I hopped on to the bus, and having arrived at Kihei, I decided I would stick it out a bit more on the bus and wait until I got to Wailea. Wailea is, I have come to learn, the richest most chic area of Maui – the grass every where is very well trimmed, it has a Beverly Hills air to it, sports cars can be spotted a lot, and everything looks perfect. When I finally got off the bus, I mooched around a bit, and came across an outdoor shopping center. Louis Vuitton, Gucci, Guess, art galleries, real estate agents, a very expensive steak restaurant, and some very pricey coffee/ice cream joints. I walked around the high-end shops and boutiques, and found the place really charming – it had impressive water pieces, palm trees and fancy escalators too. I caved in and bought myself a scoop of ice cream at one of these little cafés – coconut, caramel and macadamia nut, and ate it in the sun by a water fountain.

I lent a hand to Ryan this morning by helping him move a big mattress out of his old house up in Haiku. The drive up is nice, and seeing as it was such a sunny day, the views were amazing from up there. Only a week left though until I leave to another island – and I am feeling like I need to make the most of Maui before I leave by really soaking up all the views, the atmosphere, the good feeling as much as possible!

Henna and Margaritas

I got a henna tattoo Wednesday down in Paia, drawn by a very friendly Israeli guy called Tidi. He did a great job, and I now feel honorably marked by the island of Maui. I wanted to get some hibiscus and plumeria flowers tattooed which I thought would serve as a pretty Hawaiian memory. I can get it ‘re-touched’ before I leave to Honolulu in a couple a of weeks, so that the marking will stay imprinted for a few more weeks.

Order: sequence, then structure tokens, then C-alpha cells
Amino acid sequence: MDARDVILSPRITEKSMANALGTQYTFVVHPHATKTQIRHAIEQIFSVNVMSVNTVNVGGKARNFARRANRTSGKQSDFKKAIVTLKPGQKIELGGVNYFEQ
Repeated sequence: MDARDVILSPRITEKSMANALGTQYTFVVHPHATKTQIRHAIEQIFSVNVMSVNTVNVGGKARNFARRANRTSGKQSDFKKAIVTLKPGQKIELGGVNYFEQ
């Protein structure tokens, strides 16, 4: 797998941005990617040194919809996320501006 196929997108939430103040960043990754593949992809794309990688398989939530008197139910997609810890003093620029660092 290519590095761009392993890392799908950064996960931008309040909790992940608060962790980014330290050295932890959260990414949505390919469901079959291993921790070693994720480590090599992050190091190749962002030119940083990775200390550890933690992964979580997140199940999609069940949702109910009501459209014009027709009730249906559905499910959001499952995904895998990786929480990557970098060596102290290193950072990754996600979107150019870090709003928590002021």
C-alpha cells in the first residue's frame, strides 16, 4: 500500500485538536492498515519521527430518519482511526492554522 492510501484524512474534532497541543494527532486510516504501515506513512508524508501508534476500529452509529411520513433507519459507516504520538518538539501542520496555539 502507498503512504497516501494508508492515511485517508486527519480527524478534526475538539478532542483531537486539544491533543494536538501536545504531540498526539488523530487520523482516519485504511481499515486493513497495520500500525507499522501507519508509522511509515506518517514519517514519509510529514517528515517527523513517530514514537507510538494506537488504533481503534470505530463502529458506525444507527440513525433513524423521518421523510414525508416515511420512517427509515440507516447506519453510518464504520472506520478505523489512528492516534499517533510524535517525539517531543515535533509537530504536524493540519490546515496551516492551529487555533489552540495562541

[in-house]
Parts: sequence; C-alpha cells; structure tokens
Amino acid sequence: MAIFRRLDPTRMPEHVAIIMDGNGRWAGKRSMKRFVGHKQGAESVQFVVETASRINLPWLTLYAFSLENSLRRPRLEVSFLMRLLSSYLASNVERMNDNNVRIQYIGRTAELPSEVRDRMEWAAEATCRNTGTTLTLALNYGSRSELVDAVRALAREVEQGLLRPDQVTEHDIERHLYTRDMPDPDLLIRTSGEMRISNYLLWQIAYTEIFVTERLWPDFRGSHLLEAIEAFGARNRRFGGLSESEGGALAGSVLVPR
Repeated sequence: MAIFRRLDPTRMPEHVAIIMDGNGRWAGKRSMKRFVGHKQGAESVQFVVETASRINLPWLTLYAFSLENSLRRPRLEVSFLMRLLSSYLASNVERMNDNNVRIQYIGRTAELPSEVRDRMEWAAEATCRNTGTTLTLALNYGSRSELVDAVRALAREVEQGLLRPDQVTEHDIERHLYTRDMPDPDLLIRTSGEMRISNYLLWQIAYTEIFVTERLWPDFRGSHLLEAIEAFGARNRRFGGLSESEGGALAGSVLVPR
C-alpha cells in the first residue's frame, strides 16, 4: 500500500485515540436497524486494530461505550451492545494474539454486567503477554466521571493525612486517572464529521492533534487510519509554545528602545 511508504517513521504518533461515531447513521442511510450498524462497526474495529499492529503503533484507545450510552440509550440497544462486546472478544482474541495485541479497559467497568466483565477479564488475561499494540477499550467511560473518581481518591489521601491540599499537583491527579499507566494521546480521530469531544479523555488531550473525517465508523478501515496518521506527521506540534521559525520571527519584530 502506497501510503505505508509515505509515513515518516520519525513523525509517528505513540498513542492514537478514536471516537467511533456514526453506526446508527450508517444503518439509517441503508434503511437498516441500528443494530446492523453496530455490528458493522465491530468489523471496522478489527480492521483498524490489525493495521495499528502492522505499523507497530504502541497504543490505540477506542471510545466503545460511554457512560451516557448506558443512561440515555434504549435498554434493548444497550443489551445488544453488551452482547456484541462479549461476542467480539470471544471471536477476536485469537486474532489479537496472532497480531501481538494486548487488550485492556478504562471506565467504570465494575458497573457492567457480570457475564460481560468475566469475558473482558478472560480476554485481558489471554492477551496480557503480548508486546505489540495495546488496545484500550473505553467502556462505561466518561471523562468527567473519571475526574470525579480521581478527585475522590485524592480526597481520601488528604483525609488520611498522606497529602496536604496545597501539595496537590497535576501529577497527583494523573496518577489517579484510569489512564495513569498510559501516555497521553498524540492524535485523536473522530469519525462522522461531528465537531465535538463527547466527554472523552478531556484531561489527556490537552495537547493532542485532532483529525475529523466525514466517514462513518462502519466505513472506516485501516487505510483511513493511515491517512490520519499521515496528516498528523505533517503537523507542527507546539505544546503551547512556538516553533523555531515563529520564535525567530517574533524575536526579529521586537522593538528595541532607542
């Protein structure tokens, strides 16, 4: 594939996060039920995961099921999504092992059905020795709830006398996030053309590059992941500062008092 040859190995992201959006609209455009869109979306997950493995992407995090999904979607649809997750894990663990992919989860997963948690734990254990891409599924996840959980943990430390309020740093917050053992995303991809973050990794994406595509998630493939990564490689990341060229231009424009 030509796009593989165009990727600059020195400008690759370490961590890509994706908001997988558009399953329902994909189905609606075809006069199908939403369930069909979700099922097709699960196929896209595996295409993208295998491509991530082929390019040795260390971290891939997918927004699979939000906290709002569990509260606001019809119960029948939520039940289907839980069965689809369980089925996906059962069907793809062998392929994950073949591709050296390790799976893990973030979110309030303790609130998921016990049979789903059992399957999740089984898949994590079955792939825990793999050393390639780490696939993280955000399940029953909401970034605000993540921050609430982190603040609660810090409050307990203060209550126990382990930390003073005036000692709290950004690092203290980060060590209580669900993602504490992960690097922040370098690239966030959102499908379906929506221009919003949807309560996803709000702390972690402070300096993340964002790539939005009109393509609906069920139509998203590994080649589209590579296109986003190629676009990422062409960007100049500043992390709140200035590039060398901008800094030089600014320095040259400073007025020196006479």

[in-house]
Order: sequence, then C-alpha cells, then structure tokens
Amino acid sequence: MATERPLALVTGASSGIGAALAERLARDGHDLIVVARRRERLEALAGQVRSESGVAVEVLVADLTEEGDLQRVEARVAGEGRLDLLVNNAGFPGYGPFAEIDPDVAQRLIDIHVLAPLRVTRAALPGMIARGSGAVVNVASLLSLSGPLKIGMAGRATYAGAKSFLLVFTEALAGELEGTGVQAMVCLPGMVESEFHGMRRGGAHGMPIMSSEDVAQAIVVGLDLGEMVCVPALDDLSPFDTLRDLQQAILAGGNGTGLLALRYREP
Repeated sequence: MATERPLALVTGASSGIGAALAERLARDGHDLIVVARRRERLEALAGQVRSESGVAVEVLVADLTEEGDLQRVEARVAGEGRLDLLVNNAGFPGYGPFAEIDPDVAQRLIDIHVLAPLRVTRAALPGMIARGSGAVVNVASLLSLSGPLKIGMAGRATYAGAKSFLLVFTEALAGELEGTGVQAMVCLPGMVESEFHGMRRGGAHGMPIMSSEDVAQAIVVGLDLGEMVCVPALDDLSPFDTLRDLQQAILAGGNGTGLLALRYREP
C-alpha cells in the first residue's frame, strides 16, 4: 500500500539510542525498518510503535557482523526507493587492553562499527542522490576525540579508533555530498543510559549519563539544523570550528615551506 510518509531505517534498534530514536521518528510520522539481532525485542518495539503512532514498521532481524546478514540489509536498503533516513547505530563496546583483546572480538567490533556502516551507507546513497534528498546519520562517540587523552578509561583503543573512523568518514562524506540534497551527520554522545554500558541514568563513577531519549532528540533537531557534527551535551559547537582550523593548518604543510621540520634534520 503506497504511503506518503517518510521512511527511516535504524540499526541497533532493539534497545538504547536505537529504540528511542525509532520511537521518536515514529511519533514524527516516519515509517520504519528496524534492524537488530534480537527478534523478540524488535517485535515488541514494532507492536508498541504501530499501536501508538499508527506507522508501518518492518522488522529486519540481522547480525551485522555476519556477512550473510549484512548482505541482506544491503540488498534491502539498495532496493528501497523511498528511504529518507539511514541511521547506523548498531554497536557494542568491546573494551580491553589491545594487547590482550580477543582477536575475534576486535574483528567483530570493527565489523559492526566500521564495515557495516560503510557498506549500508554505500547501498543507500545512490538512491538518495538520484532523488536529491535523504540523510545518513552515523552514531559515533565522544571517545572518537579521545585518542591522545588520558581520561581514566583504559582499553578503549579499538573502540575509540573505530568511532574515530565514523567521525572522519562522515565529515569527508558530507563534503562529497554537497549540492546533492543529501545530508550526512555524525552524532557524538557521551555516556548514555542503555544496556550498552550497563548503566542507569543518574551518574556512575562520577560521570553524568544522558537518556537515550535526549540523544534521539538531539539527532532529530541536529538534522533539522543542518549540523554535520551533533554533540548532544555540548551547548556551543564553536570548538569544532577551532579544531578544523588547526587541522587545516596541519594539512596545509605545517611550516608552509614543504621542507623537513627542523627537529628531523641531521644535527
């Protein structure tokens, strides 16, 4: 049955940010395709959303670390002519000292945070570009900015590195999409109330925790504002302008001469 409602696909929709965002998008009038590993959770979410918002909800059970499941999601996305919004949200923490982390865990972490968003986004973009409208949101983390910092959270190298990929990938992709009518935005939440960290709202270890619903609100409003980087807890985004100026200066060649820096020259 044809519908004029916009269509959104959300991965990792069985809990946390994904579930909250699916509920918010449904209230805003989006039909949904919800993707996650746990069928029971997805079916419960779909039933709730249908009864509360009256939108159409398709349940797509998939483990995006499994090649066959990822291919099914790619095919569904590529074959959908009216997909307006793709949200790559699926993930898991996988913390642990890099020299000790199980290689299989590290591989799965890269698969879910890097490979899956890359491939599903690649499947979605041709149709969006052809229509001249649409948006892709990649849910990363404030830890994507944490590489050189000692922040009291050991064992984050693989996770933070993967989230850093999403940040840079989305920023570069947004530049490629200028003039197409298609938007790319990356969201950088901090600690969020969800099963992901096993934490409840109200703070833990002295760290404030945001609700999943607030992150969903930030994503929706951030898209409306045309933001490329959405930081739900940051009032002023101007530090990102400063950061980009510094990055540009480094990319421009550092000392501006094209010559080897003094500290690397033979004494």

hawaiian henna tattoo

Since Ras has been injured, I have been a bit less busy than I was in my first weeks here. So, I have been spending my days taking it easy (well, I have been the whole time, but even more so recently!) and have gotten into cooking a lot lately. A list of things I have recently made: jalapeno asiago garlic bread baguette, purple yam cottage pie, avocado-toasted almond-mozzarella-spinach-watercress-cherry tomato salad, Nutella crêpes, blueberry muffins, and I’ve also gotten into making fresh coffee in the morning which I love.

This past week I have felt at home. And it is in less than 2 weeks now that I will be flying off to Honolulu, to live with 5 girls in the Waikiki area, not far from Honolulu zoo! It’s exciting, but I must admit that I will find it hard to leave Maui and its beauty. However, I am looking forward to my new place, and to the new activities: I will be going to a lot of concerts and musical events and writing articles about them hereafter.

lilikoi margaritas @ café des amis

On Wednesday evening, we went to Café des Amis for some happy hour cocktails, and ended up having 2 or 3 each with some yummy Mediterranean platters. A musician began setting up not long after we’d arrived, and played, what he called, ”the stick”. It looked like a very heavy, what I can best describe as a twelve string bass, and he had it plugged into an amp and an effects pedal. He had a drum machine too. He played Eric Clapton, Bob Marley, Pink Floyd, the Eagles, and did an impressive job for a single musician. The sound this ‘stick’ was emitting was like a combination between an electric bass and an electric guitar. I had never seen anything like it.

The weather is being a bit hap-hazard these days, one minute it will be pouring the next clear skies. So this means it is not easy to plan one’s day. Yesterday I had gone to the mall the top up my phone credit (it has been exactly a month since I bought it – time does fly!), and it began pouring down with rain after I had been to Radio Shack. So I took refuge in a Starbucks, and read a local Maui paper, which gave me quite a few tips and ideas on what to do this weekend. Wine tasting events, concerts, new films out in cinemas, luaus, etc.

I think there has been talk of going to Lahaina this weekend, so that should be fun. Lahaina is the biggest most-happening place on the island. I ventured out to Paia Beach today to watch the surfers, the waters were full of them because the waves were impressively big. As I headed back home later on, I crossed the street and a young guy shouted out to me ”You dropped something!”. I immediately looked back and down to see what I had lost, only to see nothing on the floor. So I looked back at him in confusion. He said ”My jaw!”, smiled, giggled along with his friends and walked off. What a line!